Peyronie’s Disease

What is Peyronie’s disease?

Peyronie’s disease is characterized by a plaque, or hard lump, that forms within thepenis. The plaque, develops on the top or bottom side of the penis inside. The plaquebegins as a localized inflammation and develops into a hardened scar.

Cases of Peyronie’s disease range from mild to severe. Symptoms may developslowly or appear overnight. The hardened plaque causing pain and forcing the penisto bend during erection. In many cases, the pain decreases over time, but the bend inthe penis may remain a problem, making sexual intercourse difficult.

A recent study in Germany found Peyronie’s disease in 3.2 percent of men between 30 and 80 years of age.

Although the disease occurs mostly in middle age, younger and older men candevelop it.

In some cases, Peyronie’s disease runs in families, which suggests that geneticfactors might make a man vulnerable to the disease.

A French surgeon, François de la Peyronie, first described Peyronie’s disease in1743. The problem was noted in print as early as 1687.

Diagnosis

Peyronie’s disease has a characteristic history:

  1. Pain with erection.
  2. Bending and or indentation of the erection.
  3. Loss of penile length.
  4. In some cases, pain is absent.
  5. One or more hardened areas, or plaques, within the wall of the erection chamber.
  6. When the penis is erect, it appears deformed. The penis may be bent, or curved, upward, the most common deformity be bent down or to one side.
  7. The curvature or other deformity may gradually worsen over the first six to 18 months. At a certain point in time, the deformity will no longer worsen, but it will continue to recur with erections.

Pain

Pain most often occurs with an erection during the first six to 18 months afterthe onset of symptoms. However, pain associated with Peyronie’s disease may occur in any of the following cases:

  • During an erection
  • Only during an orgasm

Other symptoms

Other signs and symptoms include:

  1. Difficulty achieving or maintaining an erection (erectile dysfunction)
  2. Shortening of the penis

Complications

Complications of Peyronie’s disease may include:

  1. Inability to have sex.
  2. Difficulty achieving or maintaining an erection (erectile dysfunction)
  3. Anxiety or stress about sexual abilities or the appearance of your penis.
  4. Stresses on the relationship with your sexual partner

How is it caused?

The exact cause of the disease is not known. Sometimes it occurs due to an infection. Inmost cases, it is caused by injury to the penis The soft erectile tissue of the penis maybe injured because of which internal bleeding takes place.

Treatment

Treatment options for patients with Peyronie’s disease are limited. The goal of treatmentis to reduce pain and maintain sexual function. Surgery is the only effective treatment,and because Peyronie’s may resolve on its own, physicians often advise waiting 1 or 2years before choosing this option.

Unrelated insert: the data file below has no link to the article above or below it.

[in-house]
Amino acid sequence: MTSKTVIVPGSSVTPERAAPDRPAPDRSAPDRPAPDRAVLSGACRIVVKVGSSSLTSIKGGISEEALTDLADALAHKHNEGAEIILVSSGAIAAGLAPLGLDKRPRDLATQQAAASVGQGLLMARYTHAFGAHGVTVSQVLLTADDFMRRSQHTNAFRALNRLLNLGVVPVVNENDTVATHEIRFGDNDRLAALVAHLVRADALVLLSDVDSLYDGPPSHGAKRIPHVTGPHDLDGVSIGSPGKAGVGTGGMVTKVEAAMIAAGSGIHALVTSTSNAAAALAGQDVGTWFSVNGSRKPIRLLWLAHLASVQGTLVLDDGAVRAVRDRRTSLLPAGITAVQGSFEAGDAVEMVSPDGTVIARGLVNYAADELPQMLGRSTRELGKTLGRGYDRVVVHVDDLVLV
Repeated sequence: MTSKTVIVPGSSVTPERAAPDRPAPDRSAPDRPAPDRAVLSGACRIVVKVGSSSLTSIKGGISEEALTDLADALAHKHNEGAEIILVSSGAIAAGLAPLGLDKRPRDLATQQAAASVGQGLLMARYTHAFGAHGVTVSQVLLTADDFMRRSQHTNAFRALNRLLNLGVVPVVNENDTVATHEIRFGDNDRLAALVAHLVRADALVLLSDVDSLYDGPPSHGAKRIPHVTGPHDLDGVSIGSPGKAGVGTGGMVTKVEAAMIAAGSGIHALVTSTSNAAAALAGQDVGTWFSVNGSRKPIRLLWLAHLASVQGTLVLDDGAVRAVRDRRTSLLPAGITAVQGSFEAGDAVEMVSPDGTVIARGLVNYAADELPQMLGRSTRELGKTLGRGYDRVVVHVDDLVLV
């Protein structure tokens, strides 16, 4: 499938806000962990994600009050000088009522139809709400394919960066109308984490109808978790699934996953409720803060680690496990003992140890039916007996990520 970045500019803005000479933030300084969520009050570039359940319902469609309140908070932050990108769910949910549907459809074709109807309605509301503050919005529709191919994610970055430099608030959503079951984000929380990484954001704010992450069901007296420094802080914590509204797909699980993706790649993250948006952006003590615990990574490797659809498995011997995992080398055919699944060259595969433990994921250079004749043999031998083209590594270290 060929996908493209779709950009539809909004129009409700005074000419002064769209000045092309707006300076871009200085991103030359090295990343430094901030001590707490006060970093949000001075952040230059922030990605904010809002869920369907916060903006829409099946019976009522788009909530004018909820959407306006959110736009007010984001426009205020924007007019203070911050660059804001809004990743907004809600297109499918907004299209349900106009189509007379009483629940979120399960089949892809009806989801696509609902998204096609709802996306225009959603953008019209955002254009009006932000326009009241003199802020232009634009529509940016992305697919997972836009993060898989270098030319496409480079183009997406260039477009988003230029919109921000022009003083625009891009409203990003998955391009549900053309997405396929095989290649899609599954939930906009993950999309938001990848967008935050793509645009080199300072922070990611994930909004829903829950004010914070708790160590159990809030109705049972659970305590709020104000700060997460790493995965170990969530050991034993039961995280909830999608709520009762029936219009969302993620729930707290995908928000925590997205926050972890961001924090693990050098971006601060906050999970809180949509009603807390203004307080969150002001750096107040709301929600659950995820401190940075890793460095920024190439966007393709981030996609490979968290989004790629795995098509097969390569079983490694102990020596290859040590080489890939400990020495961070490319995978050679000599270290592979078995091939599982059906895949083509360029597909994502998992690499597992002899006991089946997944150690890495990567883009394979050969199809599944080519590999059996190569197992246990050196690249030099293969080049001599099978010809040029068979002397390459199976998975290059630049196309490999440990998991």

Medical Treatments

Who were given vitamin E orally reported improvements. Yet, no controlled studieshave established the effectiveness of vitamin E therapy.

Researchers have also tried injecting chemical agents directly into the plaques. Some of them seem to diminish curvature of the penis.

Surgery

Three surgical procedures for Peyronie’s disease have had some success. One procedure involves removing or cutting of the plaque and attaching a patch of skin,vein, or material made from animal organs.

This method may straighten the penis and restore some lost length from Peyronie’sdisease. However, some patients may experience numbness of the penis and loss oferectile function.

A second procedure, called plication, involves removing or pinching a piece of thetunica albuginea from the side of the penis opposite the plaque, which cancels out thebending effect. This method is less likely to cause numbness or erectile dysfunction,but it cannot restore length or girth of the penis.

A third surgical option is to implant a device that increases rigidity of the penis. Insome cases, an implant alone will straighten the penis adequately. If the implant alonedoes not straighten the penis, implantation is combined with one of the other twosurgical procedures.

Most types of surgery produce positive results. But because complications can occur,and because many of the effects of Peyronie’s disease– for example, shortening ofthe penis–are not usually corrected by surgery, most doctors prefer to performsurgery only on the small number of men with curvature severe enough to preventsexual intercourse.